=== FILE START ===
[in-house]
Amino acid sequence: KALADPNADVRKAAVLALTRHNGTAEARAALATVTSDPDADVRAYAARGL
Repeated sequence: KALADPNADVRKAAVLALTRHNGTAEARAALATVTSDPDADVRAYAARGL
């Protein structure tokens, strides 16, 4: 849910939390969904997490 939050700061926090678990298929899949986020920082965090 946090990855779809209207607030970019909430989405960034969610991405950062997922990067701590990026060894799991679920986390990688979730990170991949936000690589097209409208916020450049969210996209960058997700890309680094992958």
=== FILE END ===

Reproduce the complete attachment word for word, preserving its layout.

[in-house]
Amino acid sequence: KALADPNADVRKAAVLALTRHNGTAEARAALATVTSDPDADVRAYAARGL
Repeated sequence: KALADPNADVRKAAVLALTRHNGTAEARAALATVTSDPDADVRAYAARGL
């Protein structure tokens, strides 16, 4: 849910939390969904997490 939050700061926090678990298929899949986020920082965090 946090990855779809209207607030970019909430989405960034969610991405950062997922990067701590990026060894799991679920986390990688979730990170991949936000690589097209409208916020450049969210996209960058997700890309680094992958």